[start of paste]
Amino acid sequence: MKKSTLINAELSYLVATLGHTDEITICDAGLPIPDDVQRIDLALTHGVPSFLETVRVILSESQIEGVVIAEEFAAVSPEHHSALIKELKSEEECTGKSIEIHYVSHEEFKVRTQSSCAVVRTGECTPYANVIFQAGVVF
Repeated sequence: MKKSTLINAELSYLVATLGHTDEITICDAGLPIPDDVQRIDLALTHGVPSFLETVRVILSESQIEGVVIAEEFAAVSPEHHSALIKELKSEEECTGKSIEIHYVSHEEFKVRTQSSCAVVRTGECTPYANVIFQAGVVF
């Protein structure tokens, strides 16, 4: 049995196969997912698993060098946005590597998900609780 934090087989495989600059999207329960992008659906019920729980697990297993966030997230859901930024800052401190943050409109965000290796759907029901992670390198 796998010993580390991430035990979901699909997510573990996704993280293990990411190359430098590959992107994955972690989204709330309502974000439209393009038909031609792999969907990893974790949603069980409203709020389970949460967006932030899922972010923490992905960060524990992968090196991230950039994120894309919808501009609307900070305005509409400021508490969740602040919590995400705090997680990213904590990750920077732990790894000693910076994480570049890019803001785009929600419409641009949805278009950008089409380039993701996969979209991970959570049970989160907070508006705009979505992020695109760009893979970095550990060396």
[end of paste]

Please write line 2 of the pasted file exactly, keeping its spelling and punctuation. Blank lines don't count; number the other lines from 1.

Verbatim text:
Repeated sequence: MKKSTLINAELSYLVATLGHTDEITICDAGLPIPDDVQRIDLALTHGVPSFLETVRVILSESQIEGVVIAEEFAAVSPEHHSALIKELKSEEECTGKSIEIHYVSHEEFKVRTQSSCAVVRTGECTPYANVIFQAGVVF